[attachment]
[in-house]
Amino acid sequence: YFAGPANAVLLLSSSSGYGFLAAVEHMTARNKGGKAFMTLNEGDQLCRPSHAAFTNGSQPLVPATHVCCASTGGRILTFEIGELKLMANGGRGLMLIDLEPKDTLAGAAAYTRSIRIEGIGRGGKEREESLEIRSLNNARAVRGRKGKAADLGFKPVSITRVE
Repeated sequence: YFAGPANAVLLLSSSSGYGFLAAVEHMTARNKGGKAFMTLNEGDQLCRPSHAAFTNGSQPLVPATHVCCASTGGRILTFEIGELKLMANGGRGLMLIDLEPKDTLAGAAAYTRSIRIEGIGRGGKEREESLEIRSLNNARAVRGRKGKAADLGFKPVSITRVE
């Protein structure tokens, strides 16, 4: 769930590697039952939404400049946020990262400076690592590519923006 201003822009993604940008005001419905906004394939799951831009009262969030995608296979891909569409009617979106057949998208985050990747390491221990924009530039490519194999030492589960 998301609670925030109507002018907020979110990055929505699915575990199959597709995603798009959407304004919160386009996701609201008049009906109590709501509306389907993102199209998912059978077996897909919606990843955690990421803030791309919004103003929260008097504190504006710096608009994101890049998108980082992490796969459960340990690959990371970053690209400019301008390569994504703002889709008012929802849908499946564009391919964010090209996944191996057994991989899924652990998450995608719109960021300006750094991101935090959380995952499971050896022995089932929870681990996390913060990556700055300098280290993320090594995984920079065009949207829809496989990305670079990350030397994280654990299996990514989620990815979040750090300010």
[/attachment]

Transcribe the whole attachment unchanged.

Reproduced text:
[in-house]
Amino acid sequence: YFAGPANAVLLLSSSSGYGFLAAVEHMTARNKGGKAFMTLNEGDQLCRPSHAAFTNGSQPLVPATHVCCASTGGRILTFEIGELKLMANGGRGLMLIDLEPKDTLAGAAAYTRSIRIEGIGRGGKEREESLEIRSLNNARAVRGRKGKAADLGFKPVSITRVE
Repeated sequence: YFAGPANAVLLLSSSSGYGFLAAVEHMTARNKGGKAFMTLNEGDQLCRPSHAAFTNGSQPLVPATHVCCASTGGRILTFEIGELKLMANGGRGLMLIDLEPKDTLAGAAAYTRSIRIEGIGRGGKEREESLEIRSLNNARAVRGRKGKAADLGFKPVSITRVE
């Protein structure tokens, strides 16, 4: 769930590697039952939404400049946020990262400076690592590519923006 201003822009993604940008005001419905906004394939799951831009009262969030995608296979891909569409009617979106057949998208985050990747390491221990924009530039490519194999030492589960 998301609670925030109507002018907020979110990055929505699915575990199959597709995603798009959407304004919160386009996701609201008049009906109590709501509306389907993102199209998912059978077996897909919606990843955690990421803030791309919004103003929260008097504190504006710096608009994101890049998108980082992490796969459960340990690959990371970053690209400019301008390569994504703002889709008012929802849908499946564009391919964010090209996944191996057994991989899924652990998450995608719109960021300006750094991101935090959380995952499971050896022995089932929870681990996390913060990556700055300098280290993320090594995984920079065009949207829809496989990305670079990350030397994280654990299996990514989620990815979040750090300010």